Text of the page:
I’m pleased to present you my interview with Djihed Afifi, maintainer of the GNOME localization for the Arabic language. With a team of only 5 more volunteers, this 22 years old Algerian student (living in Manchester) brought Arabic from unsupported in GNOME to completely translated in a matter of a release cycle, six months.
When and how did you get involved with free software localization?
I remember my first exposure to the OSS world was through a 3 CD set of Mandrake 7 or 6 (can’t remember) that I bought in 2000. At the time it confused the hell out of me as I didn’t know much English.
Fast track to my first year at university, I had to do an essay about the Free Software Movement, how it was built in the late 70’s and the early 80’s, how it developed over the years, how the term “Open Source” came into existence, etc. I was pretty impressed with the whole experience and I identified with many of the ideals of the Free Software World. At that time I tried to get into Red Hat translation into Arabic through Arabeyes, but I was not very active.
2 years later I was employed in a summer placement with a well known chip design company. One of my co-workers was a believer in OSS and its business models (he was also brilliant when coding!), I had a few conversations with him on the viability of OSS, and I read some of his books (Such as “Voices from the open source revolution”). Meanwhile, he encouraged me to open source some of the tools that I wrote for them. So in essence that was my first step into actually getting involved.
Later I decided to get involved into Arabic translation. I started off with GNOME as it was my favourite DE and its simplicity convinced me that it would be ideal for beginners who might consider trying Linux. A few months afterwards we formed a pretty active Arabic translation team that was successful in improving Arabic GNOME translation substantially.
Besides coordinating the GNOME Arabic translation team, do you contribute to free software localization and development in other ways?
I work heavily on the Technical Dictionary. I developed and still maintain a TCL extension and Minbar, an Islamic prayer application. I also maintain the Arabic OpenCD, and take the occasional chance to promote OSS awareness in the Arab world.
How much time do you spend with free software?
Depends really, not that much currently because of studies. But I do contribute heavily during the summer and holidays.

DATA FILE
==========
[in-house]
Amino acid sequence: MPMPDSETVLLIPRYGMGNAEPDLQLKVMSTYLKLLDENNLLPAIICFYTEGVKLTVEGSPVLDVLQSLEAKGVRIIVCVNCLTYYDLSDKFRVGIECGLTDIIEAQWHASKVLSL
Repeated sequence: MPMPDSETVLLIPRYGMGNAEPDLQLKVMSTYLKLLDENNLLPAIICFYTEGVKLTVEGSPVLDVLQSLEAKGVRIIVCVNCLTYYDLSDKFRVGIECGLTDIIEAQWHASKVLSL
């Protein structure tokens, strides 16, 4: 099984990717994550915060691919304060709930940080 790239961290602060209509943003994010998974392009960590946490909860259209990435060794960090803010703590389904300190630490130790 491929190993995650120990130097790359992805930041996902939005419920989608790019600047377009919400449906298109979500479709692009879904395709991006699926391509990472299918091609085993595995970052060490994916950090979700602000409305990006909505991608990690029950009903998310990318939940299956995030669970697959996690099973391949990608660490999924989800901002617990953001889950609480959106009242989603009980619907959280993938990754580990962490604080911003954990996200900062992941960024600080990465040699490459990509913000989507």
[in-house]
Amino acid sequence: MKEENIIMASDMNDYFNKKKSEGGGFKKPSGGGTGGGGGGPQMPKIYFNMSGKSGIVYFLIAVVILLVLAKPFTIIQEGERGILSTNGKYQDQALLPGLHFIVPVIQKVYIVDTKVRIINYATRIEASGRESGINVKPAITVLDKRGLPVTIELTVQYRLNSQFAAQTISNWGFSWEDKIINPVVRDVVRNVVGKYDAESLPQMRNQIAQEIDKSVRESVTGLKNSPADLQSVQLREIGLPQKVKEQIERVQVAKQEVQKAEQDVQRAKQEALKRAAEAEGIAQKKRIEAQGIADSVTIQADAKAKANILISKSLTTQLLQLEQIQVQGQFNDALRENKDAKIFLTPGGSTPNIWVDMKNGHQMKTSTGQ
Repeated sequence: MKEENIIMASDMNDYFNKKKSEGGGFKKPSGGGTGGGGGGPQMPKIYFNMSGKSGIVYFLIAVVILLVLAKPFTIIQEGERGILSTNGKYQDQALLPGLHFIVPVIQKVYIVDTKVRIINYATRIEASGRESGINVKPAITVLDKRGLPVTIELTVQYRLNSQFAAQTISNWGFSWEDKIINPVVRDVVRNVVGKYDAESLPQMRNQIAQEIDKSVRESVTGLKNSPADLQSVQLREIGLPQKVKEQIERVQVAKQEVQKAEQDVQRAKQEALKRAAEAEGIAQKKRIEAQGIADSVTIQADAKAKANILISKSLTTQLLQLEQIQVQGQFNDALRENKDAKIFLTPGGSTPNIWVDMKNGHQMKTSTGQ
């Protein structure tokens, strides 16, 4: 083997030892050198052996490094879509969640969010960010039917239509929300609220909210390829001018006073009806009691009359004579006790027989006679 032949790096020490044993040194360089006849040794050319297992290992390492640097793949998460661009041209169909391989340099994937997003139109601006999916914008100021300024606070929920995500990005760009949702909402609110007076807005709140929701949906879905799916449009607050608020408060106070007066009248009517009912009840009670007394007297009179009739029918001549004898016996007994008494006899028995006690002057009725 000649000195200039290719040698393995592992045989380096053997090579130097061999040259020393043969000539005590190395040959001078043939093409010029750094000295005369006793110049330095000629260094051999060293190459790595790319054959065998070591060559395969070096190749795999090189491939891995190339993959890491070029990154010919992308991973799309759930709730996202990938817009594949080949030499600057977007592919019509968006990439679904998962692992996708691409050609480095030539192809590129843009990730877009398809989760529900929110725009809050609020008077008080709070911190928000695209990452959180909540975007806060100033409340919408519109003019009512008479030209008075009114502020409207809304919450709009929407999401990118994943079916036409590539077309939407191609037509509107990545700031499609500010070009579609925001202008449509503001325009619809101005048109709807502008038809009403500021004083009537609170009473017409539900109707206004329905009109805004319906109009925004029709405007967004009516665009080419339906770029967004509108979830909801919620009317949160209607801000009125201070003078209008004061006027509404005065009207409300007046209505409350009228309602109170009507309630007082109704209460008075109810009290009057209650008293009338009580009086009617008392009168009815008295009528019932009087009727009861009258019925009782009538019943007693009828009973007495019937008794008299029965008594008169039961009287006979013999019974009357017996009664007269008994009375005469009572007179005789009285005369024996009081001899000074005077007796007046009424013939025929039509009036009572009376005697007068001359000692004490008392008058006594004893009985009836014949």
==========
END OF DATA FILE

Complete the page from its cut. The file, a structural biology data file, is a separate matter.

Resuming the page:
What keeps you motivated to contribute to free software?
The freedom cause and the desire to advance computing in the Arab world. All in all, I find OSS values and consequences largely aligned with many economical and social necessities that I’d like to see fulfilled in the Arab world.
What do you like most in the free software translation work flow?
I guess I don’t like some particular phase per see, but all in all, I very much adore the open nature of it. Right from the source code to the actual compiled message catalogues. You can’t really get much more open that this. This openness really pays off when translating weird messages, when trying to view translations live, when comparing with translations of other packages, when viewing translations of different languages, etc.
What should be improved?
Communication and priorities.
On communications, many teams work in near vacuums in that there is little communications between say, translators, documenters and developers, as well as between teams of different projects. In particular, I believe that translators are under-represented, perhaps because we have not organised and shared our experiences and needs as well as we should. But I’d definitely like to see that change.
On priorities, this is a tough one, people in general like to work on what they enjoy working, and it is hard to convince someone to work on something valuable instead of the next millionth text editor. But as more and more businesses are endorsing OSS you can clearly see that this is being addressed.
On the second block, Djihed Afifi will talk more about the Arabeyes project and the peculiarities of translating to the Arabic language.